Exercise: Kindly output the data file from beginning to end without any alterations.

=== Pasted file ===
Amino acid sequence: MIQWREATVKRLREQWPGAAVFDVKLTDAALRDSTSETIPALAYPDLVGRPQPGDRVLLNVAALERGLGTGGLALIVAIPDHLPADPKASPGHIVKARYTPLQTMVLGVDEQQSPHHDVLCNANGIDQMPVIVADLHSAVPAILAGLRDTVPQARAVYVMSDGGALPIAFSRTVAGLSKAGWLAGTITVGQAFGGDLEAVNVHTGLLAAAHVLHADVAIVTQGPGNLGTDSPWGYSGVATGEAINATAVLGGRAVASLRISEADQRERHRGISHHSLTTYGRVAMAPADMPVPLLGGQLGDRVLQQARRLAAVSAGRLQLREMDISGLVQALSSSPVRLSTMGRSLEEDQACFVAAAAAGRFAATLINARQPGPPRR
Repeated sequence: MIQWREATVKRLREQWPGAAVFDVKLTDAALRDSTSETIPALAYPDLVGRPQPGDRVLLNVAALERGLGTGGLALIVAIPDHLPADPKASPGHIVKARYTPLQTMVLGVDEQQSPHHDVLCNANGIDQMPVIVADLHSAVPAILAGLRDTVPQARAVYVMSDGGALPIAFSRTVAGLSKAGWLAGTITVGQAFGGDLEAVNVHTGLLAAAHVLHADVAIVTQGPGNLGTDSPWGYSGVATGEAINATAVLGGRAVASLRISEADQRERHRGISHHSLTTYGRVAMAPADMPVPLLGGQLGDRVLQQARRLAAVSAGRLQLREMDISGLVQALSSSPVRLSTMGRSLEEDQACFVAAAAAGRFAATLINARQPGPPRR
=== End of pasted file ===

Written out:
Amino acid sequence: MIQWREATVKRLREQWPGAAVFDVKLTDAALRDSTSETIPALAYPDLVGRPQPGDRVLLNVAALERGLGTGGLALIVAIPDHLPADPKASPGHIVKARYTPLQTMVLGVDEQQSPHHDVLCNANGIDQMPVIVADLHSAVPAILAGLRDTVPQARAVYVMSDGGALPIAFSRTVAGLSKAGWLAGTITVGQAFGGDLEAVNVHTGLLAAAHVLHADVAIVTQGPGNLGTDSPWGYSGVATGEAINATAVLGGRAVASLRISEADQRERHRGISHHSLTTYGRVAMAPADMPVPLLGGQLGDRVLQQARRLAAVSAGRLQLREMDISGLVQALSSSPVRLSTMGRSLEEDQACFVAAAAAGRFAATLINARQPGPPRR
Repeated sequence: MIQWREATVKRLREQWPGAAVFDVKLTDAALRDSTSETIPALAYPDLVGRPQPGDRVLLNVAALERGLGTGGLALIVAIPDHLPADPKASPGHIVKARYTPLQTMVLGVDEQQSPHHDVLCNANGIDQMPVIVADLHSAVPAILAGLRDTVPQARAVYVMSDGGALPIAFSRTVAGLSKAGWLAGTITVGQAFGGDLEAVNVHTGLLAAAHVLHADVAIVTQGPGNLGTDSPWGYSGVATGEAINATAVLGGRAVASLRISEADQRERHRGISHHSLTTYGRVAMAPADMPVPLLGGQLGDRVLQQARRLAAVSAGRLQLREMDISGLVQALSSSPVRLSTMGRSLEEDQACFVAAAAAGRFAATLINARQPGPPRR